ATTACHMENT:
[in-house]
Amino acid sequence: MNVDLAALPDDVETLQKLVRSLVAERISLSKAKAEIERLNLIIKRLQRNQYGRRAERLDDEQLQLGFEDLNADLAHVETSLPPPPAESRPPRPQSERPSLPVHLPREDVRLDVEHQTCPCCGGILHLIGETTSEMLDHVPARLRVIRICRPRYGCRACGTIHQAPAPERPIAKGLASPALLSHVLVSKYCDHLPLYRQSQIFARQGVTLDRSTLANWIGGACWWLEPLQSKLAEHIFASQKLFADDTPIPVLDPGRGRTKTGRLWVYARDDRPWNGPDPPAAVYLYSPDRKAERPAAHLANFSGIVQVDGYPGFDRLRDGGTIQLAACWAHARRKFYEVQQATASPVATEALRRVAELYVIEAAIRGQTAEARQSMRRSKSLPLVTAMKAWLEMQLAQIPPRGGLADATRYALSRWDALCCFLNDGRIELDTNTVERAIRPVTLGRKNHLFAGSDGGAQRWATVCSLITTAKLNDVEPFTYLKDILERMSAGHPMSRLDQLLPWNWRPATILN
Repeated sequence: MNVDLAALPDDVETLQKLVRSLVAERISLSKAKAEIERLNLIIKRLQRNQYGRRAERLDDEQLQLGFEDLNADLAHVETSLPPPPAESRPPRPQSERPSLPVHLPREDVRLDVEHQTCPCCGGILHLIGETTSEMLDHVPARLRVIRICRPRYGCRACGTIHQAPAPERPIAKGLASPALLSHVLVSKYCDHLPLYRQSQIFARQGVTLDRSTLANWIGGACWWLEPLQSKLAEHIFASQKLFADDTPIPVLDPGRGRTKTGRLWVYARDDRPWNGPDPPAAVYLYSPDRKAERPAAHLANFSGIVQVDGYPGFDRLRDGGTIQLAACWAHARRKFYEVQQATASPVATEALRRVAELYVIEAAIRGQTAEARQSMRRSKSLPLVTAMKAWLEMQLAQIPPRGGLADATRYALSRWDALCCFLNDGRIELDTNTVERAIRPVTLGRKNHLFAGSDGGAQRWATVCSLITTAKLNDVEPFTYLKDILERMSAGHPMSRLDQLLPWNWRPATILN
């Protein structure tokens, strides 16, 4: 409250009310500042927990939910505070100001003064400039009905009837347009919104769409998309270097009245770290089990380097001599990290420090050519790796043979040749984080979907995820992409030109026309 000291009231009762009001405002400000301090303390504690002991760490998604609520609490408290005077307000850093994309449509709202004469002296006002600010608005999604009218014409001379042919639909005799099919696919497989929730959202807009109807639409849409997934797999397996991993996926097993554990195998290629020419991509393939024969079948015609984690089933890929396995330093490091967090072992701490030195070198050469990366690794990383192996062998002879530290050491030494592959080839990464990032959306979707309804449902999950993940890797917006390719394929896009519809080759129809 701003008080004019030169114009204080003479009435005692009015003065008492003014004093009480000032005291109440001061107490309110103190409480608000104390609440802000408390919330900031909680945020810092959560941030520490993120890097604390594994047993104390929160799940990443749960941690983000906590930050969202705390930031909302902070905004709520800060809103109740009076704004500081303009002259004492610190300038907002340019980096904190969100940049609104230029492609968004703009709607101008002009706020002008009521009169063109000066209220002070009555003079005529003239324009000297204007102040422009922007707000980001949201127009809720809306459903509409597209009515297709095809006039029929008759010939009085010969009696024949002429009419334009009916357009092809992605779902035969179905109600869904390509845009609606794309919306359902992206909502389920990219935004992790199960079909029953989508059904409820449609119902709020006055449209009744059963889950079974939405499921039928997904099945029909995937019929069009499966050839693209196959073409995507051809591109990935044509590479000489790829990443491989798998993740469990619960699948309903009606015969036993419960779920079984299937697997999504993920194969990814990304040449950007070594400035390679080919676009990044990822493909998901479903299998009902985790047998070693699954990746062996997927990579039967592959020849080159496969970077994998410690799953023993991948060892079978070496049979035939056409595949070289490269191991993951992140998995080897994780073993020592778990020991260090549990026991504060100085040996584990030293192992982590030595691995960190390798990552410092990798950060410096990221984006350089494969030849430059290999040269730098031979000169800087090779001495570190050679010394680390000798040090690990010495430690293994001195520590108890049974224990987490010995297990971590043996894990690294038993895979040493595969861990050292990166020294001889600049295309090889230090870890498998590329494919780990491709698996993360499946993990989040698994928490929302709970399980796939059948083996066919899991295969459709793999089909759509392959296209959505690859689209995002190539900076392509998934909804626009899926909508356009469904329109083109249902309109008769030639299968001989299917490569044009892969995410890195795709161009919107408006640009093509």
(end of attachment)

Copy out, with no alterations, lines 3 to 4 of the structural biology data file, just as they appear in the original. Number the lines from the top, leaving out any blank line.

Repeated sequence: MNVDLAALPDDVETLQKLVRSLVAERISLSKAKAEIERLNLIIKRLQRNQYGRRAERLDDEQLQLGFEDLNADLAHVETSLPPPPAESRPPRPQSERPSLPVHLPREDVRLDVEHQTCPCCGGILHLIGETTSEMLDHVPARLRVIRICRPRYGCRACGTIHQAPAPERPIAKGLASPALLSHVLVSKYCDHLPLYRQSQIFARQGVTLDRSTLANWIGGACWWLEPLQSKLAEHIFASQKLFADDTPIPVLDPGRGRTKTGRLWVYARDDRPWNGPDPPAAVYLYSPDRKAERPAAHLANFSGIVQVDGYPGFDRLRDGGTIQLAACWAHARRKFYEVQQATASPVATEALRRVAELYVIEAAIRGQTAEARQSMRRSKSLPLVTAMKAWLEMQLAQIPPRGGLADATRYALSRWDALCCFLNDGRIELDTNTVERAIRPVTLGRKNHLFAGSDGGAQRWATVCSLITTAKLNDVEPFTYLKDILERMSAGHPMSRLDQLLPWNWRPATILN
């Protein structure tokens, strides 16, 4: 409250009310500042927990939910505070100001003064400039009905009837347009919104769409998309270097009245770290089990380097001599990290420090050519790796043979040749984080979907995820992409030109026309 000291009231009762009001405002400000301090303390504690002991760490998604609520609490408290005077307000850093994309449509709202004469002296006002600010608005999604009218014409001379042919639909005799099919696919497989929730959202807009109807639409849409997934797999397996991993996926097993554990195998290629020419991509393939024969079948015609984690089933890929396995330093490091967090072992701490030195070198050469990366690794990383192996062998002879530290050491030494592959080839990464990032959306979707309804449902999950993940890797917006390719394929896009519809080759129809 701003008080004019030169114009204080003479009435005692009015003065008492003014004093009480000032005291109440001061107490309110103190409480608000104390609440802000408390919330900031909680945020810092959560941030520490993120890097604390594994047993104390929160799940990443749960941690983000906590930050969202705390930031909302902070905004709520800060809103109740009076704004500081303009002259004492610190300038907002340019980096904190969100940049609104230029492609968004703009709607101008002009706020002008009521009169063109000066209220002070009555003079005529003239324009000297204007102040422009922007707000980001949201127009809720809306459903509409597209009515297709095809006039029929008759010939009085010969009696024949002429009419334009009916357009092809992605779902035969179905109600869904390509845009609606794309919306359902992206909502389920990219935004992790199960079909029953989508059904409820449609119902709020006055449209009744059963889950079974939405499921039928997904099945029909995937019929069009499966050839693209196959073409995507051809591109990935044509590479000489790829990443491989798998993740469990619960699948309903009606015969036993419960779920079984299937697997999504993920194969990814990304040449950007070594400035390679080919676009990044990822493909998901479903299998009902985790047998070693699954990746062996997927990579039967592959020849080159496969970077994998410690799953023993991948060892079978070496049979035939056409595949070289490269191991993951992140998995080897994780073993020592778990020991260090549990026991504060100085040996584990030293192992982590030595691995960190390798990552410092990798950060410096990221984006350089494969030849430059290999040269730098031979000169800087090779001495570190050679010394680390000798040090690990010495430690293994001195520590108890049974224990987490010995297990971590043996894990690294038993895979040493595969861990050292990166020294001889600049295309090889230090870890498998590329494919780990491709698996993360499946993990989040698994928490929302709970399980796939059948083996066919899991295969459709793999089909759509392959296209959505690859689209995002190539900076392509998934909804626009899926909508356009469904329109083109249902309109008769030639299968001989299917490569044009892969995410890195795709161009919107408006640009093509």